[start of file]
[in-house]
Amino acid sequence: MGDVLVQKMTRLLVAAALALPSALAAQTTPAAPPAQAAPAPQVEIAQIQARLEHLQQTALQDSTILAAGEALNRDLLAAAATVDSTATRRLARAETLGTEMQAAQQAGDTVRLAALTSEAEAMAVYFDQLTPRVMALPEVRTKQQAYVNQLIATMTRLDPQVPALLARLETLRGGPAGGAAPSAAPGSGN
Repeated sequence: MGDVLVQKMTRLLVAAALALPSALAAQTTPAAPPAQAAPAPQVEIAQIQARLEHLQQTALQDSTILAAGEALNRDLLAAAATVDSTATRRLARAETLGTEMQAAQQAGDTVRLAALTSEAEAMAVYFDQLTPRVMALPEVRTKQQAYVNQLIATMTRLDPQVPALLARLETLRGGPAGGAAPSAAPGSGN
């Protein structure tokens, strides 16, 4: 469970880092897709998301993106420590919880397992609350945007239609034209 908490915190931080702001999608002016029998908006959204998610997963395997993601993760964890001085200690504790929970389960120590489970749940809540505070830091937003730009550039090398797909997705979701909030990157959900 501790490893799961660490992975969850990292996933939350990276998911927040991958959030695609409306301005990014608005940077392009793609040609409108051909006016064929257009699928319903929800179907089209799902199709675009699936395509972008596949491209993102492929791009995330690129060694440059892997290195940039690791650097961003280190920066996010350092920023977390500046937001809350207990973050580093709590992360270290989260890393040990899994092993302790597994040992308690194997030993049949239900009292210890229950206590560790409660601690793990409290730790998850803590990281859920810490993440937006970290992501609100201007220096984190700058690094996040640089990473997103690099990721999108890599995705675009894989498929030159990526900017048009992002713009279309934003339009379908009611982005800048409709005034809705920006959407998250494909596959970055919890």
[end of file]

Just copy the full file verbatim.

[in-house]
Amino acid sequence: MGDVLVQKMTRLLVAAALALPSALAAQTTPAAPPAQAAPAPQVEIAQIQARLEHLQQTALQDSTILAAGEALNRDLLAAAATVDSTATRRLARAETLGTEMQAAQQAGDTVRLAALTSEAEAMAVYFDQLTPRVMALPEVRTKQQAYVNQLIATMTRLDPQVPALLARLETLRGGPAGGAAPSAAPGSGN
Repeated sequence: MGDVLVQKMTRLLVAAALALPSALAAQTTPAAPPAQAAPAPQVEIAQIQARLEHLQQTALQDSTILAAGEALNRDLLAAAATVDSTATRRLARAETLGTEMQAAQQAGDTVRLAALTSEAEAMAVYFDQLTPRVMALPEVRTKQQAYVNQLIATMTRLDPQVPALLARLETLRGGPAGGAAPSAAPGSGN
């Protein structure tokens, strides 16, 4: 469970880092897709998301993106420590919880397992609350945007239609034209 908490915190931080702001999608002016029998908006959204998610997963395997993601993760964890001085200690504790929970389960120590489970749940809540505070830091937003730009550039090398797909997705979701909030990157959900 501790490893799961660490992975969850990292996933939350990276998911927040991958959030695609409306301005990014608005940077392009793609040609409108051909006016064929257009699928319903929800179907089209799902199709675009699936395509972008596949491209993102492929791009995330690129060694440059892997290195940039690791650097961003280190920066996010350092920023977390500046937001809350207990973050580093709590992360270290989260890393040990899994092993302790597994040992308690194997030993049949239900009292210890229950206590560790409660601690793990409290730790998850803590990281859920810490993440937006970290992501609100201007220096984190700058690094996040640089990473997103690099990721999108890599995705675009894989498929030159990526900017048009992002713009279309934003339009379908009611982005800048409709005034809705920006959407998250494909596959970055919890």